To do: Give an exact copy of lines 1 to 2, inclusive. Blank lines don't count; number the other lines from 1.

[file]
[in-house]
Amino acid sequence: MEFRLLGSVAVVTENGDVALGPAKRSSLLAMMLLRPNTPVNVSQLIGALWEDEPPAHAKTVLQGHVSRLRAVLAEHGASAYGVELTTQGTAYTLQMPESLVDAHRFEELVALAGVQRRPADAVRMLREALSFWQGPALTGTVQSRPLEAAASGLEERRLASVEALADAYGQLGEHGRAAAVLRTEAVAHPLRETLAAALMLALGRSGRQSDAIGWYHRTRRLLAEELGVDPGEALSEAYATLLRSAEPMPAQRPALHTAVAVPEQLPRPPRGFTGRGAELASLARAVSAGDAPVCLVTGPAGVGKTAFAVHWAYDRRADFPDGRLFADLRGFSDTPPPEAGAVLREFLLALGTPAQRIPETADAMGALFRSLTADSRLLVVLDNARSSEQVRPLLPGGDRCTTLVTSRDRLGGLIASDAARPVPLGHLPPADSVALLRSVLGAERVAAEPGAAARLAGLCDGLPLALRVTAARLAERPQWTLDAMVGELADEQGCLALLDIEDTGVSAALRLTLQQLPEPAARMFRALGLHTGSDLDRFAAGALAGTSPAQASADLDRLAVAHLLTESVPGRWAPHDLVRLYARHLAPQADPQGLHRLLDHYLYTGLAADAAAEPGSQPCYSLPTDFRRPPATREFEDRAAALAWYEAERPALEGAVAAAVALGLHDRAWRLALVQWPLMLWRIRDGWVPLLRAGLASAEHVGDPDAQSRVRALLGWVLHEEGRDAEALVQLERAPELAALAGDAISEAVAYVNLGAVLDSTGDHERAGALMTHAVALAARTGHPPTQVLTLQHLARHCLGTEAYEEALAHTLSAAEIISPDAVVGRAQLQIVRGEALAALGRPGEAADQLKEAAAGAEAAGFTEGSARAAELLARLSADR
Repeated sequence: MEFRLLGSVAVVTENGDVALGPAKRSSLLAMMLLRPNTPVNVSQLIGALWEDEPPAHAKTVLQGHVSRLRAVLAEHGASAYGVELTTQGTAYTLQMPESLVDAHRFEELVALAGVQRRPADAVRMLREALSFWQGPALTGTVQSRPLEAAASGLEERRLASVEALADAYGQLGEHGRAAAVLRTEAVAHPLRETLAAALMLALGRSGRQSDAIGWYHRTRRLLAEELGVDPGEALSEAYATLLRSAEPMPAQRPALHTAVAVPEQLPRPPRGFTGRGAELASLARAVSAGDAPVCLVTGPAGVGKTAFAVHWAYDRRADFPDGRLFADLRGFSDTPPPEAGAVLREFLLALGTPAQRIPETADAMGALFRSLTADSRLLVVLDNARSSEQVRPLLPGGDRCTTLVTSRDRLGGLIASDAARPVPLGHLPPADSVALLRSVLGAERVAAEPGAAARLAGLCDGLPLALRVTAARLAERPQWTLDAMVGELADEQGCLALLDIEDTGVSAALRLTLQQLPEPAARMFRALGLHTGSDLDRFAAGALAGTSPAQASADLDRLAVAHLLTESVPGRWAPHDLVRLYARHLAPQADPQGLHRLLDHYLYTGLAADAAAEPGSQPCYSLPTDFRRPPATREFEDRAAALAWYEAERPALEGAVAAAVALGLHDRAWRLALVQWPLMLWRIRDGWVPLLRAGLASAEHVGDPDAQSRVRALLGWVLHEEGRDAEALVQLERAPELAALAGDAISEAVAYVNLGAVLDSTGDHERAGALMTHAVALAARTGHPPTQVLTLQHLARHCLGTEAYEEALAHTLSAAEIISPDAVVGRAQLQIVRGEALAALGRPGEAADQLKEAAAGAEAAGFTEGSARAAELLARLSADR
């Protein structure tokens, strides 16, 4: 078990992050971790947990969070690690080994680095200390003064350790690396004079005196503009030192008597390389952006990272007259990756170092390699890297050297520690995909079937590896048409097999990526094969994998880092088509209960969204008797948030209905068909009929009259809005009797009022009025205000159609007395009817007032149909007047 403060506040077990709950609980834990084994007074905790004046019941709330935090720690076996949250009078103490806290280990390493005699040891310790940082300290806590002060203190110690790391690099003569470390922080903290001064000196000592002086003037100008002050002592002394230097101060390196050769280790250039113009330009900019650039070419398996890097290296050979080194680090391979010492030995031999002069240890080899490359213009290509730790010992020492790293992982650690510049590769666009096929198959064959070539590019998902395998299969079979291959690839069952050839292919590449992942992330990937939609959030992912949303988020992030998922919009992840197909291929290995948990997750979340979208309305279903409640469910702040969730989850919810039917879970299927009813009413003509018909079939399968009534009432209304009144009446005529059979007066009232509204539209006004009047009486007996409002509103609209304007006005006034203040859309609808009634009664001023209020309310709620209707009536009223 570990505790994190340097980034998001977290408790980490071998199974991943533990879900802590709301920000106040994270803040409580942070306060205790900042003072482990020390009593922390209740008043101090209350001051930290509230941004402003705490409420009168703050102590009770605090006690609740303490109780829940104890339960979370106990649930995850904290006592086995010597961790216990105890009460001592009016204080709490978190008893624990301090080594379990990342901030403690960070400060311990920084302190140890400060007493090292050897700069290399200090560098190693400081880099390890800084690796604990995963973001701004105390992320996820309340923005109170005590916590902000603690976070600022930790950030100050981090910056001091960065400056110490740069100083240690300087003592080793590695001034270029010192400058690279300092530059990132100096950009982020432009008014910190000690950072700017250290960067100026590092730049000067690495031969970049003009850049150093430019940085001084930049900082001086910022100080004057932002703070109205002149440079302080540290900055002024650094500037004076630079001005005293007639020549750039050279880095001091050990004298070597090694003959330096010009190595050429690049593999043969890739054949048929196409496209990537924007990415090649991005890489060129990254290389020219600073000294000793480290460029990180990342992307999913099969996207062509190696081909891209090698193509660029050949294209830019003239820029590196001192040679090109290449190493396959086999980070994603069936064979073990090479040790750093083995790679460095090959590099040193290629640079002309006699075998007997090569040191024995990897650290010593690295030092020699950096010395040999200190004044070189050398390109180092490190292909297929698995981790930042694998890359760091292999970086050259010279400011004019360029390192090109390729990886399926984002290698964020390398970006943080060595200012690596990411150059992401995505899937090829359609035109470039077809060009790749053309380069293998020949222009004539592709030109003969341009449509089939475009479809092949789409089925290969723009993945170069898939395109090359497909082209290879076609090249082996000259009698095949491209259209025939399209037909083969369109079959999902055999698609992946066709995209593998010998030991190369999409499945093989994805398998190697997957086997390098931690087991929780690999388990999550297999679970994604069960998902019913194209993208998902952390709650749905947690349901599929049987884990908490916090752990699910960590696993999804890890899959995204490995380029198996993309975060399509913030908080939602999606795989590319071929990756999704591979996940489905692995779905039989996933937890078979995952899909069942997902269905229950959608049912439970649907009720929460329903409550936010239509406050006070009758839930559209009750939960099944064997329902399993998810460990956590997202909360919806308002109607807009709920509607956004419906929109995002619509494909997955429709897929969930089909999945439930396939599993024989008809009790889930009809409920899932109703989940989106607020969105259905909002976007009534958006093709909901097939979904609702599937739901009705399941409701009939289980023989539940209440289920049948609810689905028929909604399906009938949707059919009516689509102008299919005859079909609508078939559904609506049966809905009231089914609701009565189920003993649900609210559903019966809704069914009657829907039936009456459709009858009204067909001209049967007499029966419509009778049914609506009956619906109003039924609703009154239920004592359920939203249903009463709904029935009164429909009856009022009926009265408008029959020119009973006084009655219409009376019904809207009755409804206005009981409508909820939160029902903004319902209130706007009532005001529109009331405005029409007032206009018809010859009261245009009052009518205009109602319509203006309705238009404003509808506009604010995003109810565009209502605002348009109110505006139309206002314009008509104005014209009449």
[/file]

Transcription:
[in-house]
Amino acid sequence: MEFRLLGSVAVVTENGDVALGPAKRSSLLAMMLLRPNTPVNVSQLIGALWEDEPPAHAKTVLQGHVSRLRAVLAEHGASAYGVELTTQGTAYTLQMPESLVDAHRFEELVALAGVQRRPADAVRMLREALSFWQGPALTGTVQSRPLEAAASGLEERRLASVEALADAYGQLGEHGRAAAVLRTEAVAHPLRETLAAALMLALGRSGRQSDAIGWYHRTRRLLAEELGVDPGEALSEAYATLLRSAEPMPAQRPALHTAVAVPEQLPRPPRGFTGRGAELASLARAVSAGDAPVCLVTGPAGVGKTAFAVHWAYDRRADFPDGRLFADLRGFSDTPPPEAGAVLREFLLALGTPAQRIPETADAMGALFRSLTADSRLLVVLDNARSSEQVRPLLPGGDRCTTLVTSRDRLGGLIASDAARPVPLGHLPPADSVALLRSVLGAERVAAEPGAAARLAGLCDGLPLALRVTAARLAERPQWTLDAMVGELADEQGCLALLDIEDTGVSAALRLTLQQLPEPAARMFRALGLHTGSDLDRFAAGALAGTSPAQASADLDRLAVAHLLTESVPGRWAPHDLVRLYARHLAPQADPQGLHRLLDHYLYTGLAADAAAEPGSQPCYSLPTDFRRPPATREFEDRAAALAWYEAERPALEGAVAAAVALGLHDRAWRLALVQWPLMLWRIRDGWVPLLRAGLASAEHVGDPDAQSRVRALLGWVLHEEGRDAEALVQLERAPELAALAGDAISEAVAYVNLGAVLDSTGDHERAGALMTHAVALAARTGHPPTQVLTLQHLARHCLGTEAYEEALAHTLSAAEIISPDAVVGRAQLQIVRGEALAALGRPGEAADQLKEAAAGAEAAGFTEGSARAAELLARLSADR